Police were deployed to Scottburgh, in KZN, following protests. Picture: SAPS

Durban - The KwaZulu-Natal provincial government has on Tuesday, declared “war” on illegal protests that cause millions of rands in damage and adversely affect the economy and investor sentiment. 

Member of the executive council (MEC) for transport, community safety and liaison, Mxolisi Kaunda, said that the protests were cause for concern because not only did they harm the image of the province but were a danger to citizens and property.

Kaunda was speaking at a media briefing in Mayvile, Durban, on Tuesday, just minutes after taking part in an integrated law enforcement meeting at the same venue. 

That meeting included representatives from the South African Police Service, Road Traffic Inspectorate and Durban Metro Police, who were also present at the media briefing. 

For the 2017/18 financial year ending 28 February 2018, 530 illegal protests were recorded. In the past four months, more than 270 illegal protests had taken place, said Kaunda.

“More disturbingly are the recent trends where we have seen the blockading of national roads, including the N3 freeway on four occasions in Mooi River, Van Reenen’s Pass and Pietermaritzburg. This was accompanied by the damaging and looting of 18 trucks,” he said.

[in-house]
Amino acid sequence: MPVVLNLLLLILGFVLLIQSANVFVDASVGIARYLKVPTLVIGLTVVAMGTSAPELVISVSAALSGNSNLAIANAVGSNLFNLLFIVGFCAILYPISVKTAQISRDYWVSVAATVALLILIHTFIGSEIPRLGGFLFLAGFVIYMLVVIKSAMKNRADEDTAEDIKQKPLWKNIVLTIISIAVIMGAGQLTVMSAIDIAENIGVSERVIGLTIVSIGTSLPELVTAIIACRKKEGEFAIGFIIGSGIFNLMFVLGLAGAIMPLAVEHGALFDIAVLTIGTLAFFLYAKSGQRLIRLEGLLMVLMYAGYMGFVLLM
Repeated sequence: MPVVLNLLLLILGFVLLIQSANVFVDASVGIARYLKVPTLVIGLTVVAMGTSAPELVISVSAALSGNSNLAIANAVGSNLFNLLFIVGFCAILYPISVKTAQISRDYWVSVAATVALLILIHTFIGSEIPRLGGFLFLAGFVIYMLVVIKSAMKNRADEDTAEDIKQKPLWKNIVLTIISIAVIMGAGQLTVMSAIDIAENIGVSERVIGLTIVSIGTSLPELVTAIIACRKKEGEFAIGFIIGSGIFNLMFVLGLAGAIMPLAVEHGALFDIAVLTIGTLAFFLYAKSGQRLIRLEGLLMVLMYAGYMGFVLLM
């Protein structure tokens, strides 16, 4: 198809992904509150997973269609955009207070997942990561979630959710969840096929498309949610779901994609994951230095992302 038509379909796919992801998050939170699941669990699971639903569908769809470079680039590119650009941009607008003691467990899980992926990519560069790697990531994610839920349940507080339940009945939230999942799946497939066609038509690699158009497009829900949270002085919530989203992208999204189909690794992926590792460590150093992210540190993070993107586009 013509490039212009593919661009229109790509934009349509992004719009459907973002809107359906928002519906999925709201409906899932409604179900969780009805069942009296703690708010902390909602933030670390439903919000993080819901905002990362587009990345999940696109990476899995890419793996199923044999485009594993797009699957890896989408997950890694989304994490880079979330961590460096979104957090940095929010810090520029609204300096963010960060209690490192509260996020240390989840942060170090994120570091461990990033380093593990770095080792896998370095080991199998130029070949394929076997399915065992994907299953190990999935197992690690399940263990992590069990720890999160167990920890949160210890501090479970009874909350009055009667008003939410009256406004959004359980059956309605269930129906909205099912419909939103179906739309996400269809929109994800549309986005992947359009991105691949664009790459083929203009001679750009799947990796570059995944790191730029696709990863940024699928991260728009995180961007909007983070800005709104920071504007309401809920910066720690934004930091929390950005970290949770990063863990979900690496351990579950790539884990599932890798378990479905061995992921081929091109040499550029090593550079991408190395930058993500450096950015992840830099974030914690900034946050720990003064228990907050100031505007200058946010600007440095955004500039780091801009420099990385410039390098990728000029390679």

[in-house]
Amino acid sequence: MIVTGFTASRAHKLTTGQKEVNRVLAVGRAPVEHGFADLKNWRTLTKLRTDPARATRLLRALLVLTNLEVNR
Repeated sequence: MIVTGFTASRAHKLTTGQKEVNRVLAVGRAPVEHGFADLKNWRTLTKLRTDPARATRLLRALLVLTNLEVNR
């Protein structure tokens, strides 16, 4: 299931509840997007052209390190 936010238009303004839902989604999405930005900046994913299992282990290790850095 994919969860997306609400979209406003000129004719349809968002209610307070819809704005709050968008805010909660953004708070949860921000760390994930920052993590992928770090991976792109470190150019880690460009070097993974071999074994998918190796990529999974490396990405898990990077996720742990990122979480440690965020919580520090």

“Last month, we also saw the shutdown of the N2 major arterial route between the towns of Mtubatuba and Hluhluwe and burning of a library and road infrastructure in Ixopo in the Harry Gwala District Municipality.

“We must remind the public that when you block the N2 or N3 you are not only harming KwaZulu-Natal or South Africa, you are harming the entire southern African region,” said Kaunda, referring to the critical role the ports of Richards Bay and Durban played in the region’s economy.
He said any demonstration not complying with the Gatherings Act would be dispersed and its leaders could face arrest.

Illegal protests were diverting “valuable police resources” from normal policing duties in the province “where there is still pockets of killings” and therefore leaving “criminals roaming our streets”.

A sub-committee on public protests made up of himself, human settlements MEC Ravi Pillay, cooperative governance MEC Nomusa Dube-Ncube and education MEC Mthandeni Dlungwane had been established by Premier Willies Mchunu to eradicate illegal protests in three months, said Kaunda.

He said flashpoints had been identified which included informal settlements and also noted the “extortionist practices by business forums including inciting labour unrest at construction sites”.  

Kaunda also accused political parties of using illegal protests as a form of canvassing.

“We discourage political parties from using genuine public issues and turning them into public protests that further cause disruptions in the society,” he said.

African News Agency (ANA)